It’s funny – I didn’t see that connection until I wrote it out just now (oh, writing, you clever, wily beast). The story that rocked me (through a combination of timing and my masochistically gleeful tendency to myself for material) was called “Alice in the Attic” and it drew heavily on a trauma (and the resulting experiences) that have shaped nearly all aspects of my life.

Writing “Alice” was difficult, but it poured out of me in a sort of fevered rush. Sitting down at my desk to work on it was, in and of itself, so cathartic that it emptied me out and left me hollow by the end.

That said, I don’t want to misrepresent the situation. This particular pressure had been building for years and the writing of that story was just one of many things that ended up twisting the valves. And yet…I haven’t been able to settle into a larger project since November when it was published.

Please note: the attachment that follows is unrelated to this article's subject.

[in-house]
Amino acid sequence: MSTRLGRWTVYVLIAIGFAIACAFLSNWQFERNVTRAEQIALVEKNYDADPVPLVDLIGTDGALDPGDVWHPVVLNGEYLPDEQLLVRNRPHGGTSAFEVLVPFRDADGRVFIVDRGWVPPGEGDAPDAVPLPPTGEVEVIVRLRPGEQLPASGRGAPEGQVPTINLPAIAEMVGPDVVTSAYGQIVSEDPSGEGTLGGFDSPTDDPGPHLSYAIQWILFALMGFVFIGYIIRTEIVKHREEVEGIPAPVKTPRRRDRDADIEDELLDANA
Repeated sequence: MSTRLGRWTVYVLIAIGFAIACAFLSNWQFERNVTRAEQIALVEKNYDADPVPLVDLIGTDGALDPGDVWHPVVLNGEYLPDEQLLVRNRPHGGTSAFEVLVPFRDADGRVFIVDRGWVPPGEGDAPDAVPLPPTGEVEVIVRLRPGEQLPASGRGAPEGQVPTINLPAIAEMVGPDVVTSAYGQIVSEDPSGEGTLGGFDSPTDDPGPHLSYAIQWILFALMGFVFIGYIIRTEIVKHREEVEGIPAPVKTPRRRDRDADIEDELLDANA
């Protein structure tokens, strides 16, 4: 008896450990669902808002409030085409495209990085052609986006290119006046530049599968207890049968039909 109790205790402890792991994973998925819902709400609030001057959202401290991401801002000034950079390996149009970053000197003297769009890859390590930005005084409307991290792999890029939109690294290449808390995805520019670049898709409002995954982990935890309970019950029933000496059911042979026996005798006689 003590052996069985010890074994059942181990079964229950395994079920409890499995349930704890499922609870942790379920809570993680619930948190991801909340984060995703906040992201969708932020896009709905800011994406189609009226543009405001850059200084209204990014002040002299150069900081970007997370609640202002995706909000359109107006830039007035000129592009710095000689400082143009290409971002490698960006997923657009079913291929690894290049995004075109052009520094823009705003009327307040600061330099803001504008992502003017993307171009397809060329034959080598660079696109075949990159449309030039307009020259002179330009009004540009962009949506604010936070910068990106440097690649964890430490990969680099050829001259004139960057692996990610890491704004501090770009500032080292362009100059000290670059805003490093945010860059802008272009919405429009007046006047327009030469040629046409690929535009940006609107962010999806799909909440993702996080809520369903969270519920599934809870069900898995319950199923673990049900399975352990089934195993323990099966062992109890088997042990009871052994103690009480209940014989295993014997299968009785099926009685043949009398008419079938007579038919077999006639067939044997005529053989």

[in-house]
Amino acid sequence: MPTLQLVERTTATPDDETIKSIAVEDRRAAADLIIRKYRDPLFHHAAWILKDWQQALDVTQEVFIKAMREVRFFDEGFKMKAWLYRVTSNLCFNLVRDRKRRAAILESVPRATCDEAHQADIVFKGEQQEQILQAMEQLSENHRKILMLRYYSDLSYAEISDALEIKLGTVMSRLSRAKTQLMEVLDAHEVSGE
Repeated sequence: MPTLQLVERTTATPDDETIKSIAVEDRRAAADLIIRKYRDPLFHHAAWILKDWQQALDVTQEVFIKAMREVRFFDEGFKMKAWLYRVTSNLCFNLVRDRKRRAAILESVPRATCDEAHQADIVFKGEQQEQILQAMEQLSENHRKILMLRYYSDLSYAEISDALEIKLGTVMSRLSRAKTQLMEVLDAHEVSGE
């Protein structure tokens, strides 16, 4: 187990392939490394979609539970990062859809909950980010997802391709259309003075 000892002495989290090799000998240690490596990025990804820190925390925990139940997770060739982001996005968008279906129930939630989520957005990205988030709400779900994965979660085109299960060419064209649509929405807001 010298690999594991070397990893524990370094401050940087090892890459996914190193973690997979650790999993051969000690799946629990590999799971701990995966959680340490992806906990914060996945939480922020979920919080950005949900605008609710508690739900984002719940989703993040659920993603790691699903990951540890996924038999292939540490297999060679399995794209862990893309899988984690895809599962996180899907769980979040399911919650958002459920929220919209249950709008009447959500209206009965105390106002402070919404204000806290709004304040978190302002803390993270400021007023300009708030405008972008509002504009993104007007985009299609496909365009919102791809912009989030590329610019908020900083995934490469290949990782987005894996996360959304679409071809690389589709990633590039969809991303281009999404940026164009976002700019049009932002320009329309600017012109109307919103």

I am gun-shy like I’ve never been and I’ll be honest – it’s pretty galling. Shorter pieces still come fairly easily (the shorter the better), but I’ve got several longer projects that I just can’s sink into. In fact, I seem to freeze at the prospect of writing anything longer than 1000 words. I think I might be afraid. I wish I knew what of…

I suppose that it, right there. I’m afraid of something, and writing is connected to whatever it is. Maybe I’m afraid of triggering myself again; maybe I’m afraid to trust myself again; maybe I’m afraid of something else. I don’t know. And, in the end, I’m not sure I need to know.